17 Mar, 2022 320 Political science

Melvyn Bragg and guests discuss the idea of charismatic authority developed by Max Weber (1864-1920) to explain why people welcome some as their legitimate rulers and follow them loyally, for better or worse, while following others only dutifully or grudgingly. Weber was fascinated by those such as Napoleon (above) and Washington who achieved power not by right, as with traditional monarchs, or by law as with the bureaucratic world around him in Germany, but by revolution or insurrection. Drawing on the experience of religious figures, he contended that these leaders, often outsiders, needed to be seen as exceptional, heroic and even miraculous to command loyalty, and could stay in power for as long as the people were enthralled and the miracles they had promised kept coming. After the Second World War, Weber’s idea attracted new attention as a way of understanding why some reviled leaders once had mass support and, with the arrival of television, why some politicians were more engaging and influential on screen than others.

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  • Linda Woodhead 2 episodes
    The FD Maurice Professor and Head of the Department of Theology and Religious Studies at King's College London
  • David Bell No other episodes
    The Lapidus Professor in the Department of History at Princeton University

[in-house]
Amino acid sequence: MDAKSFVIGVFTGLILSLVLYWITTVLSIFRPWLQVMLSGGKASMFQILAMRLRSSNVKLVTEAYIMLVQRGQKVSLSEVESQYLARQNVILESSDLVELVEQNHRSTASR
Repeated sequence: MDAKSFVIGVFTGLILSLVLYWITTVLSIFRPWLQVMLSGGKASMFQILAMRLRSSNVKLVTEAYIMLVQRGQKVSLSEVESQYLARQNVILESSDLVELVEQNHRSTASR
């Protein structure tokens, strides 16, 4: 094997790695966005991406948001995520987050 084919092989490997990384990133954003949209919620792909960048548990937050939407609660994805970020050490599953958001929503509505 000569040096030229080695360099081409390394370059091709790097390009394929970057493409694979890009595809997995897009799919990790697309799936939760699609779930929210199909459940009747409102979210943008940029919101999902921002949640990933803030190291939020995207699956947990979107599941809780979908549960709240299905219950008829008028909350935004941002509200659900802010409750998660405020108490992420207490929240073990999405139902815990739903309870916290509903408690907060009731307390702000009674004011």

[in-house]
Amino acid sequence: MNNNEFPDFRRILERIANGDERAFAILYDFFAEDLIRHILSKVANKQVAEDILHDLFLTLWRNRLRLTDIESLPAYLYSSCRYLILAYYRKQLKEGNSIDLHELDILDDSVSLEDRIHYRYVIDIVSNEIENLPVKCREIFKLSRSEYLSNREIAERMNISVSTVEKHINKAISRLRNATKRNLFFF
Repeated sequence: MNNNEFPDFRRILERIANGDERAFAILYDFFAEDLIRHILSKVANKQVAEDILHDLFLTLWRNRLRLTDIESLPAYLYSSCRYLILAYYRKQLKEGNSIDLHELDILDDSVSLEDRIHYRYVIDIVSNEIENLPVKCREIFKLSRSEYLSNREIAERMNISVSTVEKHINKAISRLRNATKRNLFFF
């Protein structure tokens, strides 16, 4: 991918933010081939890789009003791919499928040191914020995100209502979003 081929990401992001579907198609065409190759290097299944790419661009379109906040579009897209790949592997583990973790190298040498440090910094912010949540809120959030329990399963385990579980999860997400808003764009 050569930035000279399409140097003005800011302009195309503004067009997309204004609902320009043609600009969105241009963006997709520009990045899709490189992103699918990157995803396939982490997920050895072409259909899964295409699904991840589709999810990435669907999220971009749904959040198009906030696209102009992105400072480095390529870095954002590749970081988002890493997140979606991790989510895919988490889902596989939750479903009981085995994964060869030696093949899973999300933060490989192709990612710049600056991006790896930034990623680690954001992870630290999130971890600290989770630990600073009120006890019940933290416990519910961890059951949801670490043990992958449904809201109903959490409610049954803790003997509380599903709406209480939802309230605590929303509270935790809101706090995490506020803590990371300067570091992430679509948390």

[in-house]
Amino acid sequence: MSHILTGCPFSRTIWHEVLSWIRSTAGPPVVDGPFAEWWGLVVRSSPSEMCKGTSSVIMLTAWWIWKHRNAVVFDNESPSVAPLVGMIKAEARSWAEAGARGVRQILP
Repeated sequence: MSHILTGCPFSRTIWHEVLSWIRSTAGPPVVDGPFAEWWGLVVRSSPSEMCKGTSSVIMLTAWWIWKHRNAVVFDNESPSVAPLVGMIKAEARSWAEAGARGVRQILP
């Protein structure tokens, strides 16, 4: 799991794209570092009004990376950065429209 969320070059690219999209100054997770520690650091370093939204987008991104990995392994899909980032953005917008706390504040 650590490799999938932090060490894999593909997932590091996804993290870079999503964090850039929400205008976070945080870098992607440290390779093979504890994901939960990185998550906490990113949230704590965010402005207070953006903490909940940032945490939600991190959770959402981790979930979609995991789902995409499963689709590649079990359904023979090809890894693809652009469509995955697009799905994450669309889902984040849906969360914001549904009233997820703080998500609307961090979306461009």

• Tom Wright 2 episodes
    Reader in Rhetoric at the University of Sussex

Reading list

  • Men on Horseback: The Power of Charisma in the Age of Revolution
    David Bell (Macmillan, 2020) Google Books →
  • Sister Aimee: The Life of Aimee Semple McPherson
    Daniel Mark Epstein (Mariner Books, 1994) Google Books →
  • Passionate Journeys: Why Successful Women Joined a Cult
    Marion S. Goldman (University of Michigan Press, 2021) Google Books →
  • An Introduction to Pentecostalism: Global Charismatic Christianity
    Allan Heaton Anderson (Cambridge University Press, 2013) Google Books →
  • Charisma
    Charles Lindholm (Blackwell, 1990) Google Books →
  • In Defense of Charisma
    Vincent W. Lloyd (Columbia University Press, 2018) Google Books →
  • A History of Charisma
    John Potts (Palgrave MacMillan, 2009) Google Books →
  • Charisma: The Gift of Grace, and How It Has Been Taken Away from Us
    Philip Rieff (Random House, 2008) Google Books →
  • Octavia, Daughter of God: The Story of a Female Messiah and Her Followers
    Jane Shaw (Yale University Press, 2011) Google Books →
  • Charisma and Disenchantment: The Vocation Lectures
    Max Weber (trans. Damion Searls) (New York Review of Books, 2020) Google Books →
  • The Spellbinders: Charismatic Political Leadership
    Ruth Ann Wilner (Yale University Press, 1984)
  • Charismatic Leaders Who Remade America
    Molly Worthen (, 2020)
  • Orenda and the Indigenous Roots of Charisma
    Tom F. Wright (Symbiosis journal, 2021)
  • Routledge International Handbook of Charisma
    Jose Pedro Zuquete (ed.) (Routledge, May 2022) Google Books →

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Hello (First sentence from this episode) Hello. Max Weber, 1864 to 1920, devised the idea of charismatic authority to explain why people accept some as their legitimate rulers and not others.